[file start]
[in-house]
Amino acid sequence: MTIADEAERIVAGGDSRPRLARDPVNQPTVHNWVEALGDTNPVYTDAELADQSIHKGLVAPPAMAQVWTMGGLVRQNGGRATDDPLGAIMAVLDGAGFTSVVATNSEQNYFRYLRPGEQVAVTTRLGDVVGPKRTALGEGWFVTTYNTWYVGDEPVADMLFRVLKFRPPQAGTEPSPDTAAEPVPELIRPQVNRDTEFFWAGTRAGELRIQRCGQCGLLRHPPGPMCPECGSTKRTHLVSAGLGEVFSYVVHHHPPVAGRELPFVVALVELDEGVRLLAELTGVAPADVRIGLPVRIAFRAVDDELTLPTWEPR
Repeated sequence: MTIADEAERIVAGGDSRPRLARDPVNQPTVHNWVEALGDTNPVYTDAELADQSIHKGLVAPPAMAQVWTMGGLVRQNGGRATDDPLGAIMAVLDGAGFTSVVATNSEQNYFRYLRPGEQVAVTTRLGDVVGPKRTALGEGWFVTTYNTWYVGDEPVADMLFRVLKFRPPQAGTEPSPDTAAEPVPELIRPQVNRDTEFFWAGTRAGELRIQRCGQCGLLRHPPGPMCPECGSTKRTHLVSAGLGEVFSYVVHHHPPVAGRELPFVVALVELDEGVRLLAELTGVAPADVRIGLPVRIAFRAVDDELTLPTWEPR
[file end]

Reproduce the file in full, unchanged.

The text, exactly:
[in-house]
Amino acid sequence: MTIADEAERIVAGGDSRPRLARDPVNQPTVHNWVEALGDTNPVYTDAELADQSIHKGLVAPPAMAQVWTMGGLVRQNGGRATDDPLGAIMAVLDGAGFTSVVATNSEQNYFRYLRPGEQVAVTTRLGDVVGPKRTALGEGWFVTTYNTWYVGDEPVADMLFRVLKFRPPQAGTEPSPDTAAEPVPELIRPQVNRDTEFFWAGTRAGELRIQRCGQCGLLRHPPGPMCPECGSTKRTHLVSAGLGEVFSYVVHHHPPVAGRELPFVVALVELDEGVRLLAELTGVAPADVRIGLPVRIAFRAVDDELTLPTWEPR
Repeated sequence: MTIADEAERIVAGGDSRPRLARDPVNQPTVHNWVEALGDTNPVYTDAELADQSIHKGLVAPPAMAQVWTMGGLVRQNGGRATDDPLGAIMAVLDGAGFTSVVATNSEQNYFRYLRPGEQVAVTTRLGDVVGPKRTALGEGWFVTTYNTWYVGDEPVADMLFRVLKFRPPQAGTEPSPDTAAEPVPELIRPQVNRDTEFFWAGTRAGELRIQRCGQCGLLRHPPGPMCPECGSTKRTHLVSAGLGEVFSYVVHHHPPVAGRELPFVVALVELDEGVRLLAELTGVAPADVRIGLPVRIAFRAVDDELTLPTWEPR